SALEM, Ohio – Following recommendations from the Ohio Department of Agriculture, the Trumbull County fair board disqualified the 2004 fair’s reserve champion market lamb.
The board took action only against the lamb project shown by Drew Turner, and not Turner himself.
During post-mortem inspection, a testicle was found in the carcass. Ohio livestock exhibition rules prohibit testicular tissue in any animal shown as a wether, steer or barrow.
Chain of events. Kevin Turner, Drew’s father, said the family was told testicular matter was found shortly after the lamb was slaughtered following the fair’s wrap-up July 18.
Turner said he reacted to the call from the slaughterhouse with disbelief and immediately called junior fair coordinator Jan Solomon.
Another livestock committee member called the department of agriculture to ask for guidance and contacted the fair board’s executive committee to inform them of an investigation.
According to fair board president Richard Roscoe Sr., the entire board was notified of a formal investigation into Turner’s lamb in late September 2004 in a letter from state veterinarian David Glauer.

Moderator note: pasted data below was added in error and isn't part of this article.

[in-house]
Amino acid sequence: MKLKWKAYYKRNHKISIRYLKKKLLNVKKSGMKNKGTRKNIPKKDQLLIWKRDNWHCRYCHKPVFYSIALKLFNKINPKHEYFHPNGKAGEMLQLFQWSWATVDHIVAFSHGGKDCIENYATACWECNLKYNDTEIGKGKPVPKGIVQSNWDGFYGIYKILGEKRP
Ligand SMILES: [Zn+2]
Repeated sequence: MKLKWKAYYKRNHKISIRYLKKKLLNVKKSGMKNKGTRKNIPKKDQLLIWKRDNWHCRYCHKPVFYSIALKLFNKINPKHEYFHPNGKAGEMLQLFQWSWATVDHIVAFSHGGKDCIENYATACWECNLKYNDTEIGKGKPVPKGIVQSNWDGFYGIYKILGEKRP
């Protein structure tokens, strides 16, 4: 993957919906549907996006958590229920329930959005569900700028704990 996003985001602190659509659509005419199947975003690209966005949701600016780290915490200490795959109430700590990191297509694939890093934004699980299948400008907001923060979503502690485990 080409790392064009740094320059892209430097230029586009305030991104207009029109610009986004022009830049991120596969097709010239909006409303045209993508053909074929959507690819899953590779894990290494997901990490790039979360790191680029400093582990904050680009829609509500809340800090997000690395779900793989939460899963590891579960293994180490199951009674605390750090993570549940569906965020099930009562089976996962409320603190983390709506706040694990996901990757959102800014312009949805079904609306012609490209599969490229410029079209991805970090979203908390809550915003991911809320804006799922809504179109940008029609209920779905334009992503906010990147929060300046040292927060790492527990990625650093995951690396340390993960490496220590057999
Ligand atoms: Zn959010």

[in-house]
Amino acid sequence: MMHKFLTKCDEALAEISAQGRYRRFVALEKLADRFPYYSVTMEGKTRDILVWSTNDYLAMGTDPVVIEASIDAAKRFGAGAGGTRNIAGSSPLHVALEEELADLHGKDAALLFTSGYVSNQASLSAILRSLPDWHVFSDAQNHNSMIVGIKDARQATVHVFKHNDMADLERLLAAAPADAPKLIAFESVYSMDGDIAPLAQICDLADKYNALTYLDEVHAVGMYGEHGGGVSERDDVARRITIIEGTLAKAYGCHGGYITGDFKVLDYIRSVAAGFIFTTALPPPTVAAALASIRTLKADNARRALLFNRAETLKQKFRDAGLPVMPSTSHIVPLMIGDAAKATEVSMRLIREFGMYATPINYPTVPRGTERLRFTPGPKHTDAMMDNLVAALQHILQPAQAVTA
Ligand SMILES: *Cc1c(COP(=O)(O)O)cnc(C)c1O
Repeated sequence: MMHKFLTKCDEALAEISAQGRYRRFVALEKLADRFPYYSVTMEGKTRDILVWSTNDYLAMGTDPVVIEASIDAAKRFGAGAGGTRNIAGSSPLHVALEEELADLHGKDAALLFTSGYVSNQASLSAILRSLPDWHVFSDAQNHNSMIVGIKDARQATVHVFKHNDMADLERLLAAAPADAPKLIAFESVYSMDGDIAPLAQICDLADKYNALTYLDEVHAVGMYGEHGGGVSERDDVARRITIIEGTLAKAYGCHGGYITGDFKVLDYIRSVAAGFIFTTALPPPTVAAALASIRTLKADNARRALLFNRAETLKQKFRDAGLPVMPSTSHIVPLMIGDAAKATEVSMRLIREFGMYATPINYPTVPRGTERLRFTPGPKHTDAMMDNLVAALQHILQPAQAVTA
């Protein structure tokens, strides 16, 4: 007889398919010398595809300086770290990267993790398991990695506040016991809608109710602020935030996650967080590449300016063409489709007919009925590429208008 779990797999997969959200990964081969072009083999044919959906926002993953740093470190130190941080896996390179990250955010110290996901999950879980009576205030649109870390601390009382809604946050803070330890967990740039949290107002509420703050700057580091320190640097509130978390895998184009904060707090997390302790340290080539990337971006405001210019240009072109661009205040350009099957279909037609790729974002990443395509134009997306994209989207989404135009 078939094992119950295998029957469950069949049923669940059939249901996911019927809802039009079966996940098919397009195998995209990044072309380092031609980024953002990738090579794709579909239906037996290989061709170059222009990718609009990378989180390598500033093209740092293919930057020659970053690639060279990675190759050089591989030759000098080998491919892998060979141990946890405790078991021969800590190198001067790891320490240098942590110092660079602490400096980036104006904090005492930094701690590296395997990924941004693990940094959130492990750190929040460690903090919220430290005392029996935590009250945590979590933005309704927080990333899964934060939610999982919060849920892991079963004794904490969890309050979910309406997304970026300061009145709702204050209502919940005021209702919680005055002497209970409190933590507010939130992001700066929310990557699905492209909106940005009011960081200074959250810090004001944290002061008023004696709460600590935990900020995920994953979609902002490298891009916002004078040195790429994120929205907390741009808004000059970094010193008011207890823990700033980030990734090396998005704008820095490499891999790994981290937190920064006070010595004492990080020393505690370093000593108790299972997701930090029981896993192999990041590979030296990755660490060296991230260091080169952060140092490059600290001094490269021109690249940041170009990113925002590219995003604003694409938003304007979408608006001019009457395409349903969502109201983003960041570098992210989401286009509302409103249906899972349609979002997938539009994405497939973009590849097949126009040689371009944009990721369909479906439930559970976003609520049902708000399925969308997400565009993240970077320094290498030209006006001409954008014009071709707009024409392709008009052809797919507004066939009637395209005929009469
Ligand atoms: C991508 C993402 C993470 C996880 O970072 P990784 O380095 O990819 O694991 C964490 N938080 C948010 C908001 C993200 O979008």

Glauer shared the investigation’s findings with Roscoe in late November. At that time, Roscoe asked the state to send their written punishment recommendation to the fair board.
The board unanimously adopted the state-recommended sanctions. Drew Turner’s exhibition livestock was disqualified, and he was ordered to forfeit or return awards, prizes, premiums or proceeds from the project.
The state also suggested the lamb’s win be removed from fair records.
Animal only. The state didn’t recommend sanctions against Drew Turner nor bar him from future shows, noting in the letter to Roscoe that investigators “found no evidence that Drew Turner had knowledge of the violation or intended to misrepresent the animal.”
Turner has one more year of eligibility to show livestock through the 4-H program.
Return premiums. The Trumbull fair board also requested Turner return his sale proceeds to the buyer.
His father, Kevin Turner, bought the lamb on behalf of Williams IGA in Vienna for $928.
The original premium check was never cashed.
Roscoe said the junior fair sale committee reissued a check for the lamb’s fair market value to Drew Turner.
They valued the 128-pound lamb at $1.30 per pound, Solomon said.
Couldn’t have known. The Turners say the animal was castrated prior to its purchase.
Both of Turner’s 2004 lambs – the grand and reserve champion in the Trumbull County junior fair show – were purchased from the same breeder, but the family has no ill feelings toward him.
“We know he didn’t sell a lamb with a testicle intentionally. He thought he only had one [testicle], banded him and then the other dropped,” Kevin Turner said.
(Reporter Andrea Myers welcomes reader feedback by phone at 1-800-837-3419, ext. 22, or by e-mail at firstname.lastname@example.org.)
Turner’s Trumbull Co. lamb may be stripped of award (12/23/2004)
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